Minneapolis Fed dove Kashkari thinks the central bank should be cautious until inflation gets back to 2%. However, later today Dallas Fed hawk Kaplan will likely offer the contrary opinion.

Further stoking risk appetite is the GOP tax plan, which includes a significant cut to corporate taxes. While stocks are perhaps understandably optimistic about the likely impact on profits, there is also a reasonable concern that the lower tax revenue is going to lead to bigger deficits and a bigger national debt.

Amid the initial euphoria of lower taxes for some, little attention is being paid to the downstream implications for deficits, the debt, Treasuries, the dollar and by extension monetary policy. Can the Fed really pursue tighter policy if the tax plan is going to blow a hole in the budget?

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Morning Snapshot: Gold maintains defensive posture to begin the week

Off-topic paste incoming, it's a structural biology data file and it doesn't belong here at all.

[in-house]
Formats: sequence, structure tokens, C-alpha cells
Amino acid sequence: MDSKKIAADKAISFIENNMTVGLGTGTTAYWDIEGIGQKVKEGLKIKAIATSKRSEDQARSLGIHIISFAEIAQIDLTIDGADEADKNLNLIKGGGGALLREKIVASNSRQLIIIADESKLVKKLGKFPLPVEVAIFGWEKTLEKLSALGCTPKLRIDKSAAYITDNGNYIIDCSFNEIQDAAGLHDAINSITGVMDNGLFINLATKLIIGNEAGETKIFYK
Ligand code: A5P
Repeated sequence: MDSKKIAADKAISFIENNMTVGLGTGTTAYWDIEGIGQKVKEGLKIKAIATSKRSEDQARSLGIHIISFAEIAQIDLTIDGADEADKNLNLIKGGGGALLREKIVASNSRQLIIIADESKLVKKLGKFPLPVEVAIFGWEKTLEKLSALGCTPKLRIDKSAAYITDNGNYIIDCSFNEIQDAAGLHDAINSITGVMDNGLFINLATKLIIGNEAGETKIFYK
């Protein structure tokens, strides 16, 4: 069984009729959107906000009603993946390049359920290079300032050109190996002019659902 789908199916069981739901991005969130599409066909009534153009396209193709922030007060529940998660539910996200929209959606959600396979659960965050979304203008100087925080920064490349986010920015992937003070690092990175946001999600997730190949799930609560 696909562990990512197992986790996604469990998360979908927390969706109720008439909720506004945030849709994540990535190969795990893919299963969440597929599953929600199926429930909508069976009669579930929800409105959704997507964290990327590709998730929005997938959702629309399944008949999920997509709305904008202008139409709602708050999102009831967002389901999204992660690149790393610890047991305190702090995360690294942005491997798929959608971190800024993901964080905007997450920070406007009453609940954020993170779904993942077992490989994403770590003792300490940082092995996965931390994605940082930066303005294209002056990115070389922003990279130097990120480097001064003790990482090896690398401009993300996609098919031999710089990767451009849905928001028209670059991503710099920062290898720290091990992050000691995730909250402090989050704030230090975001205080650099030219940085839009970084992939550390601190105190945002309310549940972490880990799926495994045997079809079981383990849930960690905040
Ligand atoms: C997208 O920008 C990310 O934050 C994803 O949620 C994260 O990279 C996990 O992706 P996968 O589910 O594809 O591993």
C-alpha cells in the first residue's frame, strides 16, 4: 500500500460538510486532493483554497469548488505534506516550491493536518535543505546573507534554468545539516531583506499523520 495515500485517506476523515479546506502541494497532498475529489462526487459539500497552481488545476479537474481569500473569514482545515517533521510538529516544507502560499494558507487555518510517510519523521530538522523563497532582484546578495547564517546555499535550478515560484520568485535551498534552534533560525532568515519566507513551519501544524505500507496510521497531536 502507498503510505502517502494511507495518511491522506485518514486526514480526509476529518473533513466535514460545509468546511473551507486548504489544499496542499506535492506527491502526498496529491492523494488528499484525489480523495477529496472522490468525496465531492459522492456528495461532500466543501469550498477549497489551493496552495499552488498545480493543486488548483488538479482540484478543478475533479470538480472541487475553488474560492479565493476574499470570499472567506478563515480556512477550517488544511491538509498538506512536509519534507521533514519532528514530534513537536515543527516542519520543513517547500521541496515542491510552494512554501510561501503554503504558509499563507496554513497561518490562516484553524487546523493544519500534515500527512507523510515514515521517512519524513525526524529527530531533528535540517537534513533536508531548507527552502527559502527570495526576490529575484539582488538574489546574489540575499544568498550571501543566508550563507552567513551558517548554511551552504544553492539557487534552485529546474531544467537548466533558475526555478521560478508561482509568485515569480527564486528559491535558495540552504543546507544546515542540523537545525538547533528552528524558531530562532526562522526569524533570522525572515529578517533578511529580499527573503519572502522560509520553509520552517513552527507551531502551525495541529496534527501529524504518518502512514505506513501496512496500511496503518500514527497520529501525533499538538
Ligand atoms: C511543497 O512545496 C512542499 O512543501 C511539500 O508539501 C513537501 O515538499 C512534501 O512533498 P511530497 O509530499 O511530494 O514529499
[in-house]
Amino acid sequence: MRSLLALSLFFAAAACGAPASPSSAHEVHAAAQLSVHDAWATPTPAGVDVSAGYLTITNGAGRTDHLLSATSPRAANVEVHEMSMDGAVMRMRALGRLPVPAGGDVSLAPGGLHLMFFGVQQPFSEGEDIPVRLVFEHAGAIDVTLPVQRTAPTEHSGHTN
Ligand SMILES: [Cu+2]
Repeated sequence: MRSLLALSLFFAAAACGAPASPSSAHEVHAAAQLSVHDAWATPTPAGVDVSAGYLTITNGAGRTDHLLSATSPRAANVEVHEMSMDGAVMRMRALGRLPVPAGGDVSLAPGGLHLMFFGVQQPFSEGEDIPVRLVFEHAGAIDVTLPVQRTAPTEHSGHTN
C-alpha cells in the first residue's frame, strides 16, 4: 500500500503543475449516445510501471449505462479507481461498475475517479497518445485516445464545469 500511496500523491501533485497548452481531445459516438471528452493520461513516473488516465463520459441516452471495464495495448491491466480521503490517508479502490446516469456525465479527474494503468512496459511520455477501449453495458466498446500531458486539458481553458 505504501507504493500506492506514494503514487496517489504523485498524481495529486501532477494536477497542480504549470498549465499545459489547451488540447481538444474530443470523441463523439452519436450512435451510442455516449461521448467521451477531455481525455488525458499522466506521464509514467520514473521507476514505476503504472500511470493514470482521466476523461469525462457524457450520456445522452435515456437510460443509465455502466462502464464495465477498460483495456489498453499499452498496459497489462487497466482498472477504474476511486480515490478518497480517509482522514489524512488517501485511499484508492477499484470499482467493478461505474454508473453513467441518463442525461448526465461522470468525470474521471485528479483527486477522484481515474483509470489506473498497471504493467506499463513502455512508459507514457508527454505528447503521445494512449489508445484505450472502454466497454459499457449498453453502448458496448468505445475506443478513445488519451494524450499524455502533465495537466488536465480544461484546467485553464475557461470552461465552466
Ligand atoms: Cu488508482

USAGOLD/Peter Grant/10-02-17

Gold remains on the defensive after Friday’s soft close. The yellow metal is being weighed by a rebound in the dollar to challenge last week’s highs and revived risk appetite amid investor hopes for U.S. tax cuts.

Dollar gains are primarily associated with euro weakness in the wake of the Catalonia referendum that has thrown Spain — and the broader EU — into crisis.

Today’s calendar includes Markit manufacturing PMI and U.S. manufacturing ISM for September, as well as construction spending for August. We’ll also hear FedSpeak from Dallas Fed hawk Kaplan.

While the geopolitical rhetoric between the U.S. and North Korea is still flying, the recent absence of new DPKR missile and nuclear tests has pushed the still percolating conflict off the front page. South Korea is anticipating that fresh North Korean provocations are in the offing for this month.

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The Daily Market Report: Gold is Defensive Heading into Month-End/Quarter-End, but Trend Remains Positive


USAGOLD/Peter Grant/09-29-17

Gold heads into the weekend, month-end and quarter-end on a defensive footing. In light of the last three-weeks of downticks, some short-covering could be seen ahead of today’s close.